Senate OKs extension
Published 5:29 am Wednesday, July 21, 2010
By By JONATHAN CLAYBORNE
Cadiz, Ky., resident Tammy Mitchell called the Washington Daily News on Tuesday to ask a pressing question: Had the U.S. Senate voted to extend unemployment benefits for millions of Americans?
The answer was, Yes, the Senate had voted for the extension, by a 60-40 vote, ending a Republican filibuster that stalled the effort. The bill appeared headed for final passage Tuesday.
The vote paved the way for returning jobless benefits to 2.5 million Americans whose benefits had expired, The Associated Press reported.
Mitchell, who had been reading about the vote online, hoped the Senates action would help her and her husband, an out-of-work welder who lost his job about a year and a half ago when the plant he was working at shut down.
Her husband is ill and has filed for disability, but the couple is running out of money to pay bills, she said.
We have just bought a house and everything, Mitchell said. Yes, I do think it will help, and I think it will help a lot of people.
It was unclear whether the Senates move would have an impact on Mitchell and her husband, who decided to call their local employment office for more information.
But the wife has hopes.
I do think that would help everybody, not only just us, she said of the legislation.
According to a news release from the office of U.S. Sen. Kay Hagan, D-N.C., the Senate-passed bill extends unemployment benefits through Nov. 30.
Without action by Congress, another 4,000 North Carolinians would lose their benefits by the end of the month, Hagans office reported.
This bill will help the North Carolina families who are struggling to make ends meet in this tough economy, Hagan was quoted as saying in the release. The legislation provides a crucial lifeline to more than 10,000 North Carolinians who have lost their benefits, giving them a way to provide for their families while they look for work. I will continue working in the Senate to create a better climate for North Carolina businesses to add jobs in every region of the state.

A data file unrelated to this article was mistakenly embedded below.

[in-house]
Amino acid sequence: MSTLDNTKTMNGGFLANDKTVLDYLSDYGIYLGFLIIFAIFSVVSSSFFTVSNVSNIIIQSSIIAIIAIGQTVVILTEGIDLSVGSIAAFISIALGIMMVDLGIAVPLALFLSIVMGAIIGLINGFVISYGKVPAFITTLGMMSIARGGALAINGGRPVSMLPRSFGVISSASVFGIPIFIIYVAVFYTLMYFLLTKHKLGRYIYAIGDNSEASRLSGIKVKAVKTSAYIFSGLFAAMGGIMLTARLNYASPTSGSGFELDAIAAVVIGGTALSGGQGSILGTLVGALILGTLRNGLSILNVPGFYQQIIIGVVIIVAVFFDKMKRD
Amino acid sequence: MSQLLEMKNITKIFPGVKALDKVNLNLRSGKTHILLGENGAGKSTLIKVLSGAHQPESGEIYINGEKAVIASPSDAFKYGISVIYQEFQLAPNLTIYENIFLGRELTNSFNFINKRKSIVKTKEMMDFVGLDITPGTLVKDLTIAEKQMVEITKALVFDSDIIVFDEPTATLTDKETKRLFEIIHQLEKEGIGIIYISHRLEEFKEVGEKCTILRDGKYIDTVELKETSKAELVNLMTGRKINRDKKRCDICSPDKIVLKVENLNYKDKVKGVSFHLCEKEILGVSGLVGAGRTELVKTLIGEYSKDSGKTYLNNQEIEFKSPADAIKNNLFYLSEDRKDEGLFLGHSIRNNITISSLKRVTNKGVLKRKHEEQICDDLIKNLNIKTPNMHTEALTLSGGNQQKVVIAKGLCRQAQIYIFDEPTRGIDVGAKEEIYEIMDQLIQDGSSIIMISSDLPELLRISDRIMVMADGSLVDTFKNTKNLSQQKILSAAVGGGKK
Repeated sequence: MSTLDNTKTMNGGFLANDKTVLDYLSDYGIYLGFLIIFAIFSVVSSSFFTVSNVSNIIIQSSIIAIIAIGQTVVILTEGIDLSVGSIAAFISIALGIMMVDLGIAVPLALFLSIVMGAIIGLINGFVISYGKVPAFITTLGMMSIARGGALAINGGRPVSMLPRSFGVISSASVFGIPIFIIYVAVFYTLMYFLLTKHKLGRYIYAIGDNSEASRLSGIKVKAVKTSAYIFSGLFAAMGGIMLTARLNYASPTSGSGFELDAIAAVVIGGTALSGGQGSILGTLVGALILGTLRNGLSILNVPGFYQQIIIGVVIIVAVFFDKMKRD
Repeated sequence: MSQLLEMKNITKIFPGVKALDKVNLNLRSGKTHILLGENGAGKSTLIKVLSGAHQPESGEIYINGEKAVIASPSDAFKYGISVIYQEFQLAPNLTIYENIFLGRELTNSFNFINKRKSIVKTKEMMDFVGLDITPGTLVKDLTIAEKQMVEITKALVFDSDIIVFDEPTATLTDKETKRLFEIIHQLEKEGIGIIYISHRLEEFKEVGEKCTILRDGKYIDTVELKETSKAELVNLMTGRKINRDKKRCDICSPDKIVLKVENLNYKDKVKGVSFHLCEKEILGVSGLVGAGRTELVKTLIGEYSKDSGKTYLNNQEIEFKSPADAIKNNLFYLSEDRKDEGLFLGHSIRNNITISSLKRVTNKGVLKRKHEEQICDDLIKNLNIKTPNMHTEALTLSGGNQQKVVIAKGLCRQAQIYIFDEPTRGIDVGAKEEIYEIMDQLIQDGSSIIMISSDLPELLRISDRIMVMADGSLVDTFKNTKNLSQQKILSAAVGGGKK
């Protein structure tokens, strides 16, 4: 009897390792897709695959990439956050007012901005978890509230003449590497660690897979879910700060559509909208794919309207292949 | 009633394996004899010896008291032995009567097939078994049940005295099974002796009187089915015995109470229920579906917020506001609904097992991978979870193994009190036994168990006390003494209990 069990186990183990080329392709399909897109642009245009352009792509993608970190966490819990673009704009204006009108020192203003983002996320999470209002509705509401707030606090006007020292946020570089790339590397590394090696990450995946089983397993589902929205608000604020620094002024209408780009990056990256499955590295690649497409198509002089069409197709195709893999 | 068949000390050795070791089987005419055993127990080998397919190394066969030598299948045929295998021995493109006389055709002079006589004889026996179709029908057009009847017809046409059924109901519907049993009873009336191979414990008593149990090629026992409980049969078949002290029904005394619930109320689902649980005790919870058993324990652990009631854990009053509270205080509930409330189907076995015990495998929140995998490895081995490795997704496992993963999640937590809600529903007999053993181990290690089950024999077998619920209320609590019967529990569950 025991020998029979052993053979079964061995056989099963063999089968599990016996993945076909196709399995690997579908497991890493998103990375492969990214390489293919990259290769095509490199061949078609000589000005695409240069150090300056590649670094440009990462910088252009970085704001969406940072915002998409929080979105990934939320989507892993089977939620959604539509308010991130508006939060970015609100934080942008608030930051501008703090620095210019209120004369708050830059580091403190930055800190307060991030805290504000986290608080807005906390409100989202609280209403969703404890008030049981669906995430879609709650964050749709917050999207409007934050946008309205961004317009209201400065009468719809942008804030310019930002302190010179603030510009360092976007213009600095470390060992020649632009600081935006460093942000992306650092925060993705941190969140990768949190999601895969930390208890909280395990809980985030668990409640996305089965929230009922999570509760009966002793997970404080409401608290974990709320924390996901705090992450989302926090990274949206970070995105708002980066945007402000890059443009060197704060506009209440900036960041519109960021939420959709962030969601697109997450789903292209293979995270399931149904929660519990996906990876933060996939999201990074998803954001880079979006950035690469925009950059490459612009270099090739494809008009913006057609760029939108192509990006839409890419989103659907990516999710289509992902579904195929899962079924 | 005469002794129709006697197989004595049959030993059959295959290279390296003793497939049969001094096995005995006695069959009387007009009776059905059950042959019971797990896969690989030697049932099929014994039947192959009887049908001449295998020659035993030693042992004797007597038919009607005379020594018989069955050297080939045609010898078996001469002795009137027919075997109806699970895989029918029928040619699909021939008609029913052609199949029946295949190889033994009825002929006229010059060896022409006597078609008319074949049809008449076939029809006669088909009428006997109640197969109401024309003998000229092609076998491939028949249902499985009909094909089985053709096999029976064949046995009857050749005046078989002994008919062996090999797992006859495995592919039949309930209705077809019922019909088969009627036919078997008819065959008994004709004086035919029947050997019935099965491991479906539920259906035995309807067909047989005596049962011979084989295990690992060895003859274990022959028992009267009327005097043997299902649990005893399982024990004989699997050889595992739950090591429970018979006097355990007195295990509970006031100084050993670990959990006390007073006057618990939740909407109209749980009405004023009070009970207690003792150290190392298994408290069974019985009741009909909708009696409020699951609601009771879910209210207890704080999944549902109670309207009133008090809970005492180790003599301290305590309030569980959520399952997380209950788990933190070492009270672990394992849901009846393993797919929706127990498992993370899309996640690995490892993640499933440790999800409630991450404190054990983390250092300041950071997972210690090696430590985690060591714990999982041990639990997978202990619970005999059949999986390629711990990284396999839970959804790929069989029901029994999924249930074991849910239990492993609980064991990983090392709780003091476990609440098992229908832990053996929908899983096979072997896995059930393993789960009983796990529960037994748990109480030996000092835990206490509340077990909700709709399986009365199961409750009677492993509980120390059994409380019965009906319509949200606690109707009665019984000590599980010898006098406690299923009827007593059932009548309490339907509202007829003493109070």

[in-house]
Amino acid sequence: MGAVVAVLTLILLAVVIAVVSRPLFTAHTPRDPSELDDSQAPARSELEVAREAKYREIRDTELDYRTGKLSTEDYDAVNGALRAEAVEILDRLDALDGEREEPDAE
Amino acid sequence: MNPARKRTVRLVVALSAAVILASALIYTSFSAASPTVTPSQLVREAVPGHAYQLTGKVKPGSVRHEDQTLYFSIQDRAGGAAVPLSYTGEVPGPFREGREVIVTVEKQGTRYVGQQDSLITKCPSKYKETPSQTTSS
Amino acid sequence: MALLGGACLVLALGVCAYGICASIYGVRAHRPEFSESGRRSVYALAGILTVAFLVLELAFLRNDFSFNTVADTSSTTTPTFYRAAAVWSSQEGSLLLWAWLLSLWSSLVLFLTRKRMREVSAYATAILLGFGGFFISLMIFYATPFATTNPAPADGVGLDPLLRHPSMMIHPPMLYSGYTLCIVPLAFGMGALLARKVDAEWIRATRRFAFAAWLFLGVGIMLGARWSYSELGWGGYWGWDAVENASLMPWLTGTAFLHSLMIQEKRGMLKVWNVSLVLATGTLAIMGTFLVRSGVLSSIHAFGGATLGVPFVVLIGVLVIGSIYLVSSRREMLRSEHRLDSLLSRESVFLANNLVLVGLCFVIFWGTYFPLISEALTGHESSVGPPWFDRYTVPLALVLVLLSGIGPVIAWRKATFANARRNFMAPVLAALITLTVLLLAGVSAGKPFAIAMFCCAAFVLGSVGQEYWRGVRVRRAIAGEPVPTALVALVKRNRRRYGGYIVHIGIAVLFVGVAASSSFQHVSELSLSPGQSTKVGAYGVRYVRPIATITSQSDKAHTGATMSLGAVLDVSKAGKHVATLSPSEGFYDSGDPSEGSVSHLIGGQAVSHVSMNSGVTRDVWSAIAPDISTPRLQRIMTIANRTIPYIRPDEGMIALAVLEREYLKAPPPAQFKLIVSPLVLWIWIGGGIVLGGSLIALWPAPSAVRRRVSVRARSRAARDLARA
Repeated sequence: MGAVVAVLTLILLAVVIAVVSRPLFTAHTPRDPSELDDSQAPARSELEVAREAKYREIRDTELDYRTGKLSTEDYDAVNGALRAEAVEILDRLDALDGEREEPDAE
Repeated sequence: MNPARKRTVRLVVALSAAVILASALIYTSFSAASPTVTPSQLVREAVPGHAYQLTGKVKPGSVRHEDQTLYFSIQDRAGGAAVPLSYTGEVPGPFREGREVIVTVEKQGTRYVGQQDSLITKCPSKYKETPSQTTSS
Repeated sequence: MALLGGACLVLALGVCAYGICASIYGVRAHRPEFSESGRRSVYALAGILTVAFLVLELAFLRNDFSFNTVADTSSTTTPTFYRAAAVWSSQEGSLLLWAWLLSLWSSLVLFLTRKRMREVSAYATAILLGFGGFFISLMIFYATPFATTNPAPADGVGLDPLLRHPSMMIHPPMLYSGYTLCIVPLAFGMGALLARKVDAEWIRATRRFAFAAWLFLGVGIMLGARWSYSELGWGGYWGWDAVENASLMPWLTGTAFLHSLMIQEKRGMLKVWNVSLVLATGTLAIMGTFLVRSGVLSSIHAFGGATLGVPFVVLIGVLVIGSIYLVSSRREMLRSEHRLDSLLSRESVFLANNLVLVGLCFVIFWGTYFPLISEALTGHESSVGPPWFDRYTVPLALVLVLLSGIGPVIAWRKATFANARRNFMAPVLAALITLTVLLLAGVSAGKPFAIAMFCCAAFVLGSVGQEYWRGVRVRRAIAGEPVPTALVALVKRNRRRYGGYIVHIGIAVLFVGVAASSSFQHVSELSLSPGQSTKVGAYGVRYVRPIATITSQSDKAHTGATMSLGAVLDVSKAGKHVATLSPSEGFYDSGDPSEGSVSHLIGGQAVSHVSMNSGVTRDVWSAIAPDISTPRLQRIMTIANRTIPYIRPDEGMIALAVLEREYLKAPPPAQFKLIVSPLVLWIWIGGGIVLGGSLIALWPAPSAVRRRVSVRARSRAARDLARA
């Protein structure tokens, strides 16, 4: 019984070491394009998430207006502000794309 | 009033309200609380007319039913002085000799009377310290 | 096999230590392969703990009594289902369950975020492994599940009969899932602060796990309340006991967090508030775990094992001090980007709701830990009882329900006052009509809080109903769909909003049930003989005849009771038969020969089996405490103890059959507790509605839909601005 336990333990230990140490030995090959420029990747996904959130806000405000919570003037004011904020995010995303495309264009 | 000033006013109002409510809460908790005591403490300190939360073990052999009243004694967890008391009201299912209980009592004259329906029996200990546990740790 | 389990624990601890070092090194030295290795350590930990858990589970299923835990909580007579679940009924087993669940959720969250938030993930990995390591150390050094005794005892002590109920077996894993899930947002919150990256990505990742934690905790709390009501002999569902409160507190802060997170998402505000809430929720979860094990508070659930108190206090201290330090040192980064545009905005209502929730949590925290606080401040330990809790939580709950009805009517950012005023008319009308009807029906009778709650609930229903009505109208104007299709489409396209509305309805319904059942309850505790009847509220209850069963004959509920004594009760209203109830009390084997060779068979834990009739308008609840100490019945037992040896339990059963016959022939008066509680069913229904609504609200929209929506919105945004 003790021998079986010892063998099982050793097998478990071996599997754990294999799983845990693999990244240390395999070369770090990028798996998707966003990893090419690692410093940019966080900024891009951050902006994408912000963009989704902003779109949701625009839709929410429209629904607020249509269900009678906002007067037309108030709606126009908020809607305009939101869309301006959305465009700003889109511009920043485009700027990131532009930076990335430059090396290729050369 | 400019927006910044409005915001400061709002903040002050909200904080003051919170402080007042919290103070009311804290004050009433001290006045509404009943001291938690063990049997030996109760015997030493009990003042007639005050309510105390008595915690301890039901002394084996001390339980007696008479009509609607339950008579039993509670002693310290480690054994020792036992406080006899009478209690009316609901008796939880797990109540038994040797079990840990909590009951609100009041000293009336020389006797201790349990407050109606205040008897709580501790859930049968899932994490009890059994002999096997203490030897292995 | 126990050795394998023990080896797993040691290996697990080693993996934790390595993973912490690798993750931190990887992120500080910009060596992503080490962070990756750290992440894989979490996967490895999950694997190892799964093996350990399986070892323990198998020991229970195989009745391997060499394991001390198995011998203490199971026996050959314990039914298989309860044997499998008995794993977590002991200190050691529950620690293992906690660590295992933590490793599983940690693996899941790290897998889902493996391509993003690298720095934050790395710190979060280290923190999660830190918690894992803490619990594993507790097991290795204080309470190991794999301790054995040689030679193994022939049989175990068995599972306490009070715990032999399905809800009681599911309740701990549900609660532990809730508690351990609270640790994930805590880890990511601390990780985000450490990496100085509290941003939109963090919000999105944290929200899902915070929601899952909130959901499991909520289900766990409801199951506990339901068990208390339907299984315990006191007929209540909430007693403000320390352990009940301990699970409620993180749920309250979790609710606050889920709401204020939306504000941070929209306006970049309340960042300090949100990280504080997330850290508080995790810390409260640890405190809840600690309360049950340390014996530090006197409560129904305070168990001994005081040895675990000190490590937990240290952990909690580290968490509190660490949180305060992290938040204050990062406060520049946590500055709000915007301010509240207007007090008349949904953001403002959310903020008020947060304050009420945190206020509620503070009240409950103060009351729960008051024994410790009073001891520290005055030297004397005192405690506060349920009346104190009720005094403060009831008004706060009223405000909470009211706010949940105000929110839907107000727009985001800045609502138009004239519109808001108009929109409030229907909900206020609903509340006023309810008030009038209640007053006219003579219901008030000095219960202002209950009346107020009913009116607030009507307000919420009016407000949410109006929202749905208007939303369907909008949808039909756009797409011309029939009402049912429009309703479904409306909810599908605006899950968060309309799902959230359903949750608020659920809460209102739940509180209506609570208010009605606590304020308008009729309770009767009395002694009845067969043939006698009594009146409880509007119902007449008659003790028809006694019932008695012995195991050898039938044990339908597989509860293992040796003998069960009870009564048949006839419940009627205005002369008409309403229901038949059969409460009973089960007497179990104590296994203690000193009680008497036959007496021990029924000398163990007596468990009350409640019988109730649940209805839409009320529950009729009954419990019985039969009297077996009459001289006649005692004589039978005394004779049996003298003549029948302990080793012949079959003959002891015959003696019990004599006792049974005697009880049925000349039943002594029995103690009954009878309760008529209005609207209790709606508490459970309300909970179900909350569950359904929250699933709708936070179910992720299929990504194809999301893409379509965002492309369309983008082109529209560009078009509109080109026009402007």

Stan Deatherage, a conservative Republican Beaufort County commissioner, had mixed feelings about the vote.
On one hand, while I sympathize with those who are out of work and have received unemployment benefits for up to 99 weeks, I feel that the federal government cannot continue to pay these benefits until they find offsetting costs that are easily apparent in the ongoing budgetary debacle, Deatherage said.
Deatherage said he didnt think the vote would impact the upcoming congressional elections.
Also, studies show that people who have been receiving benefits generally have an easier time finding work once those benefits either run out or are about to run out, Deatherage said. Maybe its human nature.
He added his chief concerns centered on the federal deficit and the costs of the extension.
Its a double-sided sword, Deatherage concluded. People need money, people need to work. How they find a balance between the two is a tough question, but I definitely think something else should be cut so the American people can pay for it.
A statement from the office of Sen. Richard Burr, R-N.C., wasnt immediately available Tuesday afternoon.
Prior to the vote, Elaine Marshall, Burrs Democratic opponent this year, had called on Burr to break the filibuster by becoming the 60th senator willing to vote for the extension.
Marshall, North Carolinas secretary of state, gathered with unemployed workers outside of Burrs Winston-Salem office to make that call, reads a news release from the Marshall campaign.
The Daily News asked Sam Swartz, Marshalls spokesman, how the candidate would respond to arguments that the extension vote would increase the deficit.
She knows that the deficit is a serious, long-term problem that we have to deal with, but we cant deal with it by breaking the backs of the unemployed, Swartz responded.